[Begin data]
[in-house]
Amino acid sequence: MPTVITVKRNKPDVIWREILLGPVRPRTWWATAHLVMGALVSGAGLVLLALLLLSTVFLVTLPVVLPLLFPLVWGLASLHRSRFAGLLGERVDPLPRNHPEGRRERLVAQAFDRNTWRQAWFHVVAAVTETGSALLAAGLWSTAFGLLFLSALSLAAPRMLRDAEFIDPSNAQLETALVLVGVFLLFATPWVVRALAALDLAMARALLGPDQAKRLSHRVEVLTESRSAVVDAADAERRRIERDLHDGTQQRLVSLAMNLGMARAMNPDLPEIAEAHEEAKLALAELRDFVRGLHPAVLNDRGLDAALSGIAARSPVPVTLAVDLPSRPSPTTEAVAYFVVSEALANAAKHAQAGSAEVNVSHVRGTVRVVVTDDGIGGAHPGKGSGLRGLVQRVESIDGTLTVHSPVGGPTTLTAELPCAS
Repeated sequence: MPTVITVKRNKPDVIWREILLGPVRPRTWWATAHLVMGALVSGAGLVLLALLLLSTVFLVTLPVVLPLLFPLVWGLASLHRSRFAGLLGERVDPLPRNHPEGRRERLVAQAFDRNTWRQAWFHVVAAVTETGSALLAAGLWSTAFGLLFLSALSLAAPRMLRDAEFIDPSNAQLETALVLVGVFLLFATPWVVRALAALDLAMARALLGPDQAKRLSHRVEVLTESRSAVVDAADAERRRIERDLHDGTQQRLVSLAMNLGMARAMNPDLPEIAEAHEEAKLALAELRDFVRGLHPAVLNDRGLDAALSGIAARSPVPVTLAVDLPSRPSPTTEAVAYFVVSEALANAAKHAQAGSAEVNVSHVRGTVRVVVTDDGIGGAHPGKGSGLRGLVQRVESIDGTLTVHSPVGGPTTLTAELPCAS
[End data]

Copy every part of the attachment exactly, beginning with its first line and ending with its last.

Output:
[in-house]
Amino acid sequence: MPTVITVKRNKPDVIWREILLGPVRPRTWWATAHLVMGALVSGAGLVLLALLLLSTVFLVTLPVVLPLLFPLVWGLASLHRSRFAGLLGERVDPLPRNHPEGRRERLVAQAFDRNTWRQAWFHVVAAVTETGSALLAAGLWSTAFGLLFLSALSLAAPRMLRDAEFIDPSNAQLETALVLVGVFLLFATPWVVRALAALDLAMARALLGPDQAKRLSHRVEVLTESRSAVVDAADAERRRIERDLHDGTQQRLVSLAMNLGMARAMNPDLPEIAEAHEEAKLALAELRDFVRGLHPAVLNDRGLDAALSGIAARSPVPVTLAVDLPSRPSPTTEAVAYFVVSEALANAAKHAQAGSAEVNVSHVRGTVRVVVTDDGIGGAHPGKGSGLRGLVQRVESIDGTLTVHSPVGGPTTLTAELPCAS
Repeated sequence: MPTVITVKRNKPDVIWREILLGPVRPRTWWATAHLVMGALVSGAGLVLLALLLLSTVFLVTLPVVLPLLFPLVWGLASLHRSRFAGLLGERVDPLPRNHPEGRRERLVAQAFDRNTWRQAWFHVVAAVTETGSALLAAGLWSTAFGLLFLSALSLAAPRMLRDAEFIDPSNAQLETALVLVGVFLLFATPWVVRALAALDLAMARALLGPDQAKRLSHRVEVLTESRSAVVDAADAERRRIERDLHDGTQQRLVSLAMNLGMARAMNPDLPEIAEAHEEAKLALAELRDFVRGLHPAVLNDRGLDAALSGIAARSPVPVTLAVDLPSRPSPTTEAVAYFVVSEALANAAKHAQAGSAEVNVSHVRGTVRVVVTDDGIGGAHPGKGSGLRGLVQRVESIDGTLTVHSPVGGPTTLTAELPCAS